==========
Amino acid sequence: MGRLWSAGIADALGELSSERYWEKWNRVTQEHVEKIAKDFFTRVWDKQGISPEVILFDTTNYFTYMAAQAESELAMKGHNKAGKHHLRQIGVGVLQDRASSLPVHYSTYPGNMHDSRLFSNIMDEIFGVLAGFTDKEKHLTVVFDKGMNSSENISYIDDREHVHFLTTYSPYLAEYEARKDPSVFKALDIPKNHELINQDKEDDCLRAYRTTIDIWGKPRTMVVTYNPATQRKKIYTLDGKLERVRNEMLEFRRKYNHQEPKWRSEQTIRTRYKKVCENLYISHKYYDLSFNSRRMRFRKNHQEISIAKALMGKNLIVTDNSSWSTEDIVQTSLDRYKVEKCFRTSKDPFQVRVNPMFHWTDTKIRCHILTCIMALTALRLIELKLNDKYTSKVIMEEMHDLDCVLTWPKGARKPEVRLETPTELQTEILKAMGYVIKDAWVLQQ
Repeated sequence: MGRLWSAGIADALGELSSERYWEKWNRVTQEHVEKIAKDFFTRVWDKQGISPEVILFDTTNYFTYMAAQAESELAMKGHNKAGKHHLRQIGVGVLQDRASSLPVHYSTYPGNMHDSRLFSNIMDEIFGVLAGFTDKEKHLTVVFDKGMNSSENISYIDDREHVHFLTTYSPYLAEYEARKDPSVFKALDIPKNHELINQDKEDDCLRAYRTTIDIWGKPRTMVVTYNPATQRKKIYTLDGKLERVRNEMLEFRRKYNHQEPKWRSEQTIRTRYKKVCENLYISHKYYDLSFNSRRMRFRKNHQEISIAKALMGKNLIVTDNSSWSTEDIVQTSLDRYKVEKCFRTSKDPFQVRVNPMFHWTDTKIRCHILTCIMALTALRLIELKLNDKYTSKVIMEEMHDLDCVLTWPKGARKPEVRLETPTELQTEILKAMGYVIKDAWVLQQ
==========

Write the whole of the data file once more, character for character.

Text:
Amino acid sequence: MGRLWSAGIADALGELSSERYWEKWNRVTQEHVEKIAKDFFTRVWDKQGISPEVILFDTTNYFTYMAAQAESELAMKGHNKAGKHHLRQIGVGVLQDRASSLPVHYSTYPGNMHDSRLFSNIMDEIFGVLAGFTDKEKHLTVVFDKGMNSSENISYIDDREHVHFLTTYSPYLAEYEARKDPSVFKALDIPKNHELINQDKEDDCLRAYRTTIDIWGKPRTMVVTYNPATQRKKIYTLDGKLERVRNEMLEFRRKYNHQEPKWRSEQTIRTRYKKVCENLYISHKYYDLSFNSRRMRFRKNHQEISIAKALMGKNLIVTDNSSWSTEDIVQTSLDRYKVEKCFRTSKDPFQVRVNPMFHWTDTKIRCHILTCIMALTALRLIELKLNDKYTSKVIMEEMHDLDCVLTWPKGARKPEVRLETPTELQTEILKAMGYVIKDAWVLQQ
Repeated sequence: MGRLWSAGIADALGELSSERYWEKWNRVTQEHVEKIAKDFFTRVWDKQGISPEVILFDTTNYFTYMAAQAESELAMKGHNKAGKHHLRQIGVGVLQDRASSLPVHYSTYPGNMHDSRLFSNIMDEIFGVLAGFTDKEKHLTVVFDKGMNSSENISYIDDREHVHFLTTYSPYLAEYEARKDPSVFKALDIPKNHELINQDKEDDCLRAYRTTIDIWGKPRTMVVTYNPATQRKKIYTLDGKLERVRNEMLEFRRKYNHQEPKWRSEQTIRTRYKKVCENLYISHKYYDLSFNSRRMRFRKNHQEISIAKALMGKNLIVTDNSSWSTEDIVQTSLDRYKVEKCFRTSKDPFQVRVNPMFHWTDTKIRCHILTCIMALTALRLIELKLNDKYTSKVIMEEMHDLDCVLTWPKGARKPEVRLETPTELQTEILKAMGYVIKDAWVLQQ